Files that are not a part of a compaction can be ruled out as overlapping if they do not contain a partition. Additionally, tombstoned data may be evicted if the maximum droppable value (the minimum timestamp for all partition-containing SSTables not under compaction) is greater than or equal to its timestamp. Since partitions in RESTBase run quite wide, the former is of little help in eliminating overlap (partitions tend to span all tables), and out-of-order writes generated by read-repair defeat the latter. This leaves us with partitions which remain wide due to uncollectable tombstoned data distributed throughout the partition.


The Big 3

I believe that, for all intents and purposes, RESTBase's use of Cassandra could be considered an anti-pattern, and I see 3 (broad) possible courses of action (in no particular order):

  • Rethink RESTBase's data model and access
  • Invest effort into solutions to make Cassandra better accommodate RESTBase's data model/access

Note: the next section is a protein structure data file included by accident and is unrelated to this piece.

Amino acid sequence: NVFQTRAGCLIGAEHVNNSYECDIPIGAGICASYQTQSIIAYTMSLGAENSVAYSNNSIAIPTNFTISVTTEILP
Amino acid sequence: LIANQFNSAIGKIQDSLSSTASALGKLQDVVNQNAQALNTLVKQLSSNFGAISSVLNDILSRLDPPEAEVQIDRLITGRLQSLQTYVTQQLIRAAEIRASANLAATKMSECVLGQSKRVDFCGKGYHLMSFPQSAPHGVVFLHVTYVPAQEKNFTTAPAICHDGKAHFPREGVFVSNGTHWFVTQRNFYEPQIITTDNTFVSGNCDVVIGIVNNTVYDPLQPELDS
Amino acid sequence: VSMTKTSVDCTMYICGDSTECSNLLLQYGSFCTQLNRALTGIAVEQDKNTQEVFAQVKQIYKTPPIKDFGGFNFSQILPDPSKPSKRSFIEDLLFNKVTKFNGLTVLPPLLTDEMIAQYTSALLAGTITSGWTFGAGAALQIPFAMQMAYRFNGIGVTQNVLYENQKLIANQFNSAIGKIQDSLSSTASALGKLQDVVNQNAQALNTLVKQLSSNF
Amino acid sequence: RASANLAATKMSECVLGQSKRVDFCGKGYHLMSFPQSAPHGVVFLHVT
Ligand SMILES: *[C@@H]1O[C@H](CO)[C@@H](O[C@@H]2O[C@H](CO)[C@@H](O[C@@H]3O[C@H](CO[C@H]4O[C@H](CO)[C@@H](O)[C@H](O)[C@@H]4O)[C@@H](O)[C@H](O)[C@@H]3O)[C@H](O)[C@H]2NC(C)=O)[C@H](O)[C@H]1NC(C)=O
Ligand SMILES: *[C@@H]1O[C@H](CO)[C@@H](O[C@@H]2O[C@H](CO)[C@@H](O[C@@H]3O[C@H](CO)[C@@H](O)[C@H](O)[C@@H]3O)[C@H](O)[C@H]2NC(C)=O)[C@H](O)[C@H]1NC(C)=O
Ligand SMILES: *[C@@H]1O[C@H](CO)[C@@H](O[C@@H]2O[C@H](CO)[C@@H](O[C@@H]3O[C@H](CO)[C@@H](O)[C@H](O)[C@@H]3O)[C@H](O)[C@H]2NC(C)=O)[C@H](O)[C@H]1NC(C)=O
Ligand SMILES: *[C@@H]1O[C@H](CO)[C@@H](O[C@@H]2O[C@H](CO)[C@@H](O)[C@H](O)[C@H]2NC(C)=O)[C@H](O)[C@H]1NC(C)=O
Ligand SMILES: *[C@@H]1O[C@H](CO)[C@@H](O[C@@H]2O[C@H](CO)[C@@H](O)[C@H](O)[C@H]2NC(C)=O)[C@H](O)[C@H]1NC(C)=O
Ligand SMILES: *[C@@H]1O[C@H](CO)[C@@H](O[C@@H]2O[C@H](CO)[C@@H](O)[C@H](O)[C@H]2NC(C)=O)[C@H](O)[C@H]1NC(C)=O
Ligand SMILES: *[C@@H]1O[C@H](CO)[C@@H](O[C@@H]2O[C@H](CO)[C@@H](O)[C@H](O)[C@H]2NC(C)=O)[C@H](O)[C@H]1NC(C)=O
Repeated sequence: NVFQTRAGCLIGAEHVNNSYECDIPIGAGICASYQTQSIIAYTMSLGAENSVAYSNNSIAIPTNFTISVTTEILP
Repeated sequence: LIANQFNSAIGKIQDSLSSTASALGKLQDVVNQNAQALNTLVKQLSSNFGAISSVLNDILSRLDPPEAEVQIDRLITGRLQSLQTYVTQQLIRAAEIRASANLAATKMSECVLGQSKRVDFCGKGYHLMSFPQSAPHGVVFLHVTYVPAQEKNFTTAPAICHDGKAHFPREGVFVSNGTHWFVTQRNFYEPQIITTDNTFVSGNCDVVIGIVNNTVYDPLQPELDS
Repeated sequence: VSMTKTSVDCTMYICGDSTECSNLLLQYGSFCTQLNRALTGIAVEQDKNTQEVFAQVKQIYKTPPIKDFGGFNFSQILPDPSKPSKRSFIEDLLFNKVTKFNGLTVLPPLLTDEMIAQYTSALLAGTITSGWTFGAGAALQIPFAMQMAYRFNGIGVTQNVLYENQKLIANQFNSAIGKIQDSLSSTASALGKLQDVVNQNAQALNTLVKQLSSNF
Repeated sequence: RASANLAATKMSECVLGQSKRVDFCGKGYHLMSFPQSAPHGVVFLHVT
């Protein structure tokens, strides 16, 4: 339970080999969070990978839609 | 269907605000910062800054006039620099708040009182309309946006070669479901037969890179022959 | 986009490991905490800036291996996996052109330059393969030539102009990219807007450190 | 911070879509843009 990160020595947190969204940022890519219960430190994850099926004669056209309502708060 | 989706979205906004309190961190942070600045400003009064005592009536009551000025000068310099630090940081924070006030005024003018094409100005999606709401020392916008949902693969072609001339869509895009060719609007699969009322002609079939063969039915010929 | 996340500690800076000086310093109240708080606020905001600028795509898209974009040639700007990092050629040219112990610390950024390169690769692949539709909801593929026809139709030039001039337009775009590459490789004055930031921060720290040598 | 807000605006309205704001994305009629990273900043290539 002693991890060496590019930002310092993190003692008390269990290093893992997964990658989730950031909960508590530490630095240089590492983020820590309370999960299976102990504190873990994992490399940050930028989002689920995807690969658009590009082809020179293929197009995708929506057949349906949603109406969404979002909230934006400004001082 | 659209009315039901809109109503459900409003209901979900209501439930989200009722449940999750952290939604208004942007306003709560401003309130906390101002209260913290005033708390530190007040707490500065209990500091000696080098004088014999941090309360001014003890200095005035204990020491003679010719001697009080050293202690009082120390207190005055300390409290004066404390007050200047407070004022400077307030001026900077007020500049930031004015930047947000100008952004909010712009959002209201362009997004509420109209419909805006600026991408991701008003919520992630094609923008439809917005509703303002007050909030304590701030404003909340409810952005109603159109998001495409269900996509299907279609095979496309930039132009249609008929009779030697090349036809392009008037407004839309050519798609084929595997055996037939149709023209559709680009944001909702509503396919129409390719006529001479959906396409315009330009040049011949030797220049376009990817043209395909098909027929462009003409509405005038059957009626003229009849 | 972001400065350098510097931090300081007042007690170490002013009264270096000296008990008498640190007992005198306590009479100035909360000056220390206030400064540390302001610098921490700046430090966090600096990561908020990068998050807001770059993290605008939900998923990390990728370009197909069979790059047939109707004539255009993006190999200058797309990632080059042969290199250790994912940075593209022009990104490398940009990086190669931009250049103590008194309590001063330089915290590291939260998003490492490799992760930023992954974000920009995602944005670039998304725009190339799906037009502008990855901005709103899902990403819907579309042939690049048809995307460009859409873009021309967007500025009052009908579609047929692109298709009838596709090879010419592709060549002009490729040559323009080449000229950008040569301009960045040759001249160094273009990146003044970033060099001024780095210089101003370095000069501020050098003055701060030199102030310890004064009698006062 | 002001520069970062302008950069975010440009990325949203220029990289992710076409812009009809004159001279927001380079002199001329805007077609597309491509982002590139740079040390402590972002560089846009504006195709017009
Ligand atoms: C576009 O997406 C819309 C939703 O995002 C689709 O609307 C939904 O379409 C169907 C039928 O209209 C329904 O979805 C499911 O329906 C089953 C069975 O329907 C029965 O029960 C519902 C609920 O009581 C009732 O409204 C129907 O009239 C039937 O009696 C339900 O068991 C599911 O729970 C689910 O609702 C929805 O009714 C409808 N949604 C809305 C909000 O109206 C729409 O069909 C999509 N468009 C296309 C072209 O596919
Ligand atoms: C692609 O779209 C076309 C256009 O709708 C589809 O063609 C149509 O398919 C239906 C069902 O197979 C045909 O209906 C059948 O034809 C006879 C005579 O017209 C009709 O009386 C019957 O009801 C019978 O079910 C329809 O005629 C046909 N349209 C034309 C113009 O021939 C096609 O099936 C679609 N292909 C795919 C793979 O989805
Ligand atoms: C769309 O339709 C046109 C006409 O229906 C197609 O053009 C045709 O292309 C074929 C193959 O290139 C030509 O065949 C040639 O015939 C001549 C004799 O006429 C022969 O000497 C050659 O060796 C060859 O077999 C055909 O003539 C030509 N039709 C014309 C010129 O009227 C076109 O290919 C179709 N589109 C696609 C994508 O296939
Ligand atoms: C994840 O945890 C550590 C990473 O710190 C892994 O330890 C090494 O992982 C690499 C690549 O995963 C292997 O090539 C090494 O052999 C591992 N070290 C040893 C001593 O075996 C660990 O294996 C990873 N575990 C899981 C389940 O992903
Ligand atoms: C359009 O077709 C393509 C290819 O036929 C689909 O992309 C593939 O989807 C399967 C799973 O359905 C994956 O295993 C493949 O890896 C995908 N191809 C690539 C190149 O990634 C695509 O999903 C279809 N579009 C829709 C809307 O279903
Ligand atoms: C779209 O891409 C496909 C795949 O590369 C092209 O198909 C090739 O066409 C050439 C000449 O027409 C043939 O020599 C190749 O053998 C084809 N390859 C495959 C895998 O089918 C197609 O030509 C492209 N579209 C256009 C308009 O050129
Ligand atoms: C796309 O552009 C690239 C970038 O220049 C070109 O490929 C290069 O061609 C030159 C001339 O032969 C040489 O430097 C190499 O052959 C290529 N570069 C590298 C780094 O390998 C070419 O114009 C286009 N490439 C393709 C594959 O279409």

• Identify alternatives to Cassandra
For either of #2 or #3 above, I believe it is imperative that we explicitly establish up front how wide is wide enough, or if it is truly our objective to be able to store partitions of unlimited width.

Related Objects

Event Timeline

There are a very large number of changes, so older changes are hidden. Show Older Changes
Restricted Application added a subscriber: Aklapper. · View Herald TranscriptAug 31 2016, 7:41 PM
GWicke added a subscriber: GWicke.EditedAug 31 2016, 8:18 PM

and TTL-containing records (or tombstones) can only be GC'd when the tables under consideration represent the whole picture

This is primarily an issue when data overlaps a lot of sstables, and never migrates into the same compaction. Leveled compaction partly avoids this problem by eventually compacting all related data in the lowest level. The cost is higher compaction load & troughput, as well as (in 2.1, at least) limitations on instance size. This is why we moved from LCS to DTCS last year.